To mark the 50th anniversary of the arrival of Chinese giant pandas in Japan, Tokyo's Ueno Zoo has recently set up a "Giant Panda Post Office". Early Friday morning, visitors came to the post office of the zoo to buy limited edition of giant panda stamps for the anniversary.
On Oct. 28, 1972, a pair of giant pandas, Kang Kang and his partner Lan Lan, arrived at Ueno Zoo as a gift from China to commemorate the normalization of diplomatic relations between the two countries, sparking an unprecedented panda craze in Japan. The annual number of visitors to the zoo soared to a record high of 9.2 million in 1973.
In the queue waiting to buy the commemorative stamps, some people wore masks with giant panda pictures, some were carrying bags with giant panda patterns, some were covered in panda accessories, and some were holding giant panda dolls in their arms. Whether it was a gray-haired man or a babbling kid, they expressed love for giant pandas in their own way.
Miho Nakagawa, known as the "giant panda reporter", was at the front of the line. She told Xinhua that she has been to 23 countries and regions in order to see giant pandas. In 2019, she published a monograph on giant pandas, telling the stories of giant pandas around the world.
Today, Nakagawa has become a full-time reporter, taking various photos related to giant pandas every day and sharing them with the Japanese people on the Internet.
Seventy-three-year-old Kikue Hisatsune told Xinhua about her visit to Ueno Zoo to see the pandas 50 years ago. "I asked for a special leave when I heard I could see giant pandas." Now, retired Hisatsune has become a giant panda volunteer at the zoo to help more visitors, especially children, to learn about pandas.
Sanpei Hayashiya, a well-known Japanese rakugo comedian, also showed up at the zoo with his wife on the anniversary. Hayashiya has lived near the Ueno Zoo since he was a child, and he still remembered the first time he saw giant pandas.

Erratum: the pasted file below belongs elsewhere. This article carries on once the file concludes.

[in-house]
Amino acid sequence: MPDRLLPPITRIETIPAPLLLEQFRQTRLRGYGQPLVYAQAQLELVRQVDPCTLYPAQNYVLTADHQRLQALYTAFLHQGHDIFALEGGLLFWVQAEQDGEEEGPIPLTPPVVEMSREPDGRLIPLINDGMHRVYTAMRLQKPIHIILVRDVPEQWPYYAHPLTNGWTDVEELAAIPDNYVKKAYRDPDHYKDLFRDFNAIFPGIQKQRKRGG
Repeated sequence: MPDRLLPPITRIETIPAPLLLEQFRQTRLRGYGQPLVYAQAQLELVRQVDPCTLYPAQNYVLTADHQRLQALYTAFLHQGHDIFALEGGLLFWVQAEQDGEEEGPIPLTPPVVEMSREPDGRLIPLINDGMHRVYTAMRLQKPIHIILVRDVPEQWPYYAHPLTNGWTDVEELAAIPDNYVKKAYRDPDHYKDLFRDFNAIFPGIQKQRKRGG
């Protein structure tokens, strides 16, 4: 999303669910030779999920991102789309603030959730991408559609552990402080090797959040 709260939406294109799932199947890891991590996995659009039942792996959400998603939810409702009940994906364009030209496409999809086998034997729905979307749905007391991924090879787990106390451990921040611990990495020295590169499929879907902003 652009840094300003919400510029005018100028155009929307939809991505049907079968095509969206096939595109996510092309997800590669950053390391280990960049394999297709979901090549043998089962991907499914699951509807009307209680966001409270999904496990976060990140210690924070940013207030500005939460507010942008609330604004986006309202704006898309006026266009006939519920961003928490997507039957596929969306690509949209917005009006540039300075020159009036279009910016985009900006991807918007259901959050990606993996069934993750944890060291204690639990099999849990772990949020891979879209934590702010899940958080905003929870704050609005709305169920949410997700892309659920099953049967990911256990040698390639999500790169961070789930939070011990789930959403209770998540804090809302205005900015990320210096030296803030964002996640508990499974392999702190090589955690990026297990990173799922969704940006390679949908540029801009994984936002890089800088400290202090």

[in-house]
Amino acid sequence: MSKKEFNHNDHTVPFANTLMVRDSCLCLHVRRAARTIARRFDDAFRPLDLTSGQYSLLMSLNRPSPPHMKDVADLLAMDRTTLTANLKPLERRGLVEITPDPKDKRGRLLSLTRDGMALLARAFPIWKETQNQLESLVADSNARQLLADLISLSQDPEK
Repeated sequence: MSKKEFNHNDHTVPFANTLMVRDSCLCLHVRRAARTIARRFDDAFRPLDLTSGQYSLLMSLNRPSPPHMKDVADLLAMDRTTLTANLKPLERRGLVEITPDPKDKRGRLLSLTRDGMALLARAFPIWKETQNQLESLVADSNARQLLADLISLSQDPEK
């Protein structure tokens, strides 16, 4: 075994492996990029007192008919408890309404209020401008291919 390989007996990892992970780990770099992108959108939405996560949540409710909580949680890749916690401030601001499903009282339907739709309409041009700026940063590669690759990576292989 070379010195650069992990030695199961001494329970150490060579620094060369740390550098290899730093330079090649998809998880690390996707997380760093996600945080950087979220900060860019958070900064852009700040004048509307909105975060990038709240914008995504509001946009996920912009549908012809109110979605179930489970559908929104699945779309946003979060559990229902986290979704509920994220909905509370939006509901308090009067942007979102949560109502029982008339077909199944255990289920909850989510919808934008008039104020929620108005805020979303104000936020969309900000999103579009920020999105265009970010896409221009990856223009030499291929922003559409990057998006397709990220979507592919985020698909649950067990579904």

"I was five years old at that time, and I had to wait in a very long line to see the pandas," Hayashiya said, adding that now that he has become a father, he often comes here to see the pandas with his son.
Tadao Futatsugi, honorary president of the Ueno Tourism Federation and a full-time giant panda ambassador, has a huge collection of giant panda dolls. "Giant pandas make Ueno full of energy," he said.
Katsuhiro Miyamoto, professor emeritus of Kansai University in Osaka prefecture, took Xiang Xiang, a giant panda born in 2017, for an example and estimated that the female had brought a 26.7 billion yen economic effect to Ueno Park and its surrounding stores.
"Wow, that's so cute!" At 10:00 a.m., the Panda Forest at Ueno Zoo opened its gate. Excited voices echoed from the crowd. Camera shutters sounded non-stop as the giant pandas turned and twisted to the delight of the visitors.
Toshimitsu Doi, former director of Ueno Zoo, told Xinhua that Ueno Zoo has made great efforts in the raising and breeding of giant pandas over the past 50 years, and China's Chengdu Research Base of Giant Panda Breeding has provided tremendous support.
"When the pandas were to deliver cubs, we would always invite Chinese instructors to come guide us on the spot. They were very skilled and professional in every detail and taught us everything," Doi said.
Many visitors expressed their deep affection for the pandas during the interview. "Giant pandas are like our own precious children. Watching them from birth to growth, their every move touches our hearts."
"Giant pandas are ambassadors of peace and happiness. We will always love pandas," Futatsugi's words have spoken the mind of the Japanese people who love giant pandas.